“What’s healthier?” Son asked while sitting at the kitchen counter one afternoon dipping his chicken nuggets into ketchup. “Nuggets or apple slices?” His apple was getting less attention.
“Well,” I began. “Let’s talk about that.”
Husband has been reading In Defense of Food by Michael Pollen which talks about eating food close to the earth and something your grandmother would recognize. Nuggets? Not on the list. Apple? Goes back to Adam and Eve. Close to the top.
“It’s good to eat food that’s close to the earth. Do you know what that means?”
He shook his head.
We discussed how an apple travels from the tree to his mouth: Not far if he’s picking it at the orchard in October; only a few more steps if someone else picks it, packs it, drives it to the store, and we buy it.
“Nuggets on the other hand – they cut up the chicken, then mash it with other things and turn it into these little pieces and add chemicals to keep it fresh.”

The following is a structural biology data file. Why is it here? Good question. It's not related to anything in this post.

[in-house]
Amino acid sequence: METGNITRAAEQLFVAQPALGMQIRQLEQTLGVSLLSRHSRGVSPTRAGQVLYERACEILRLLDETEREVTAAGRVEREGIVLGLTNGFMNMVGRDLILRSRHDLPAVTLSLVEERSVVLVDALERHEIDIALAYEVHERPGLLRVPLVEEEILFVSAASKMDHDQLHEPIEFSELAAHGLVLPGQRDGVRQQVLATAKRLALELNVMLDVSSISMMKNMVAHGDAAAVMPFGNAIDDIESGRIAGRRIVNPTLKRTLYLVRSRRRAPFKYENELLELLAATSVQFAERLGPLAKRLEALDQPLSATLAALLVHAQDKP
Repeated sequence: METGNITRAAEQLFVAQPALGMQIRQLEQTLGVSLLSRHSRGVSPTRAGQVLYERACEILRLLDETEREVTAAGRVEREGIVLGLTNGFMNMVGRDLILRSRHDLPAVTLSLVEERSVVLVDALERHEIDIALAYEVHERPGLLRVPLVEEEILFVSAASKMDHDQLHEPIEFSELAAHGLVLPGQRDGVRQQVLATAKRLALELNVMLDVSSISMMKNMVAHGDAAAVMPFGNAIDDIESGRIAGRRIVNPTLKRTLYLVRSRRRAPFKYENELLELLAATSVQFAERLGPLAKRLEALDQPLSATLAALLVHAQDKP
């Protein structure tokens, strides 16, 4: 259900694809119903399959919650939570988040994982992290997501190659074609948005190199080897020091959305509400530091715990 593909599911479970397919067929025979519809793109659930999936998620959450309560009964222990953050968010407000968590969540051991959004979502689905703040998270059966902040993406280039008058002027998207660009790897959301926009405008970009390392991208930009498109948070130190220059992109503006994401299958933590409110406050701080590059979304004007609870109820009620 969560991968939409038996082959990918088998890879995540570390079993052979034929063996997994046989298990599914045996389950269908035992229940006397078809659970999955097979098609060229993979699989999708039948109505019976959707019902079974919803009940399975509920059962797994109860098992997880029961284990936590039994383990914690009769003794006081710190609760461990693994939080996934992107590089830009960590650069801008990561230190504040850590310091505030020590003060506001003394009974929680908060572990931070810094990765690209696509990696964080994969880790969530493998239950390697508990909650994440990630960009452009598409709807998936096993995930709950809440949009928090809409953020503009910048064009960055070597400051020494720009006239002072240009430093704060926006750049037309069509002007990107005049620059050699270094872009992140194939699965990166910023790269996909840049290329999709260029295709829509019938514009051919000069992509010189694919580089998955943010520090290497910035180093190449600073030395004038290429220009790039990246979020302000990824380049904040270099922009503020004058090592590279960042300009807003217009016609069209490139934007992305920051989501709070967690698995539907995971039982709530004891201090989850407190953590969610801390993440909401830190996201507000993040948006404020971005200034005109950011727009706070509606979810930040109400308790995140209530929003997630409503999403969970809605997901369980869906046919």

“Chemicals?” he looked up from his plate, nugget perched in mid-air.
“Food has to stay on the shelf or freezer in the store for awhile so they add preservatives and chemicals to keep it okay until we eat it. They’re also what make it taste good. But they’re bad for you.”
He nodded and popped the rest of the nugget into his mouth.
“So what do you think is healthier?” I asked him.
“Exactly.” I returned to my magazine.
“Can I have some more?” he asked a few moments later.
I looked up, distracted. “Of what?”
“Those chemical things,” he said and pointed to the remaining nuggets on the cookie sheet.
I guess he got the point.